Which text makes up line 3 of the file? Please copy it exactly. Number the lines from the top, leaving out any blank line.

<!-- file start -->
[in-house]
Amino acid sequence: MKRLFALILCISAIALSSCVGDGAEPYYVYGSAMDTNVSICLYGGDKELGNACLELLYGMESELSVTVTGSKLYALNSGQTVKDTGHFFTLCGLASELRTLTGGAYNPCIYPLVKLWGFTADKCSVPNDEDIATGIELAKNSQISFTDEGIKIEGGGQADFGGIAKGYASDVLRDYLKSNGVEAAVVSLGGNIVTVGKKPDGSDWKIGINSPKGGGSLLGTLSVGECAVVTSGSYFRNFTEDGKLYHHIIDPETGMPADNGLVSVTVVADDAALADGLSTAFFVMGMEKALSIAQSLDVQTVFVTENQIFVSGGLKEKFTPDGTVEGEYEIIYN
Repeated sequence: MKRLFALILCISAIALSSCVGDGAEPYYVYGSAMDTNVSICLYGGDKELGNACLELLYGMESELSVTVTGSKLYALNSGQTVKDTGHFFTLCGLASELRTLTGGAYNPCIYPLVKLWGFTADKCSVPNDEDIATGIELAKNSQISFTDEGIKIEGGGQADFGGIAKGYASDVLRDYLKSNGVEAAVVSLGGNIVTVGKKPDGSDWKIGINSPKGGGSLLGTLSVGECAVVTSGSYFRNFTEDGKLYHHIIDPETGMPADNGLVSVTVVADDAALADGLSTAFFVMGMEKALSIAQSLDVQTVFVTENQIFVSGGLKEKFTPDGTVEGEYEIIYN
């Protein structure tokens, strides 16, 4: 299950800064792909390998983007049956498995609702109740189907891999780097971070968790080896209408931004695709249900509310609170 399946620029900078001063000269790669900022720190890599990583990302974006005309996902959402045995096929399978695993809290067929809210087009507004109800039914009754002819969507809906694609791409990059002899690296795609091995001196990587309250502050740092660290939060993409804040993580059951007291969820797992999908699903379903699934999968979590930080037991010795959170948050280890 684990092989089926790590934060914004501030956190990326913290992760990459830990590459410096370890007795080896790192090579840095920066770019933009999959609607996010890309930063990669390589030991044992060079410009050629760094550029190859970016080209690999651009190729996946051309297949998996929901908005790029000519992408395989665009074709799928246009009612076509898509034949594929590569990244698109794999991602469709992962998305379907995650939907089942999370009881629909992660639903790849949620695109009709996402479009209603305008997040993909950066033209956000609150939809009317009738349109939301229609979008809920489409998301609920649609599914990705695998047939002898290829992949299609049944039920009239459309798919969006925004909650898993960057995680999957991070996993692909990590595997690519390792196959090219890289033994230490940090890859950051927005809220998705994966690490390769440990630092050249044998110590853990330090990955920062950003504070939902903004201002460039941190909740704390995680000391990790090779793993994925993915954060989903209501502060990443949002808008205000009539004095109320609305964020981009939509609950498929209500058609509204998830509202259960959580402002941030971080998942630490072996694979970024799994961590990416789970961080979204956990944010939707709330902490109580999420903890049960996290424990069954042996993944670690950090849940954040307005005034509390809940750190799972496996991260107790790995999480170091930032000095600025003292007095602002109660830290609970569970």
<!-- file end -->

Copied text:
Repeated sequence: MKRLFALILCISAIALSSCVGDGAEPYYVYGSAMDTNVSICLYGGDKELGNACLELLYGMESELSVTVTGSKLYALNSGQTVKDTGHFFTLCGLASELRTLTGGAYNPCIYPLVKLWGFTADKCSVPNDEDIATGIELAKNSQISFTDEGIKIEGGGQADFGGIAKGYASDVLRDYLKSNGVEAAVVSLGGNIVTVGKKPDGSDWKIGINSPKGGGSLLGTLSVGECAVVTSGSYFRNFTEDGKLYHHIIDPETGMPADNGLVSVTVVADDAALADGLSTAFFVMGMEKALSIAQSLDVQTVFVTENQIFVSGGLKEKFTPDGTVEGEYEIIYN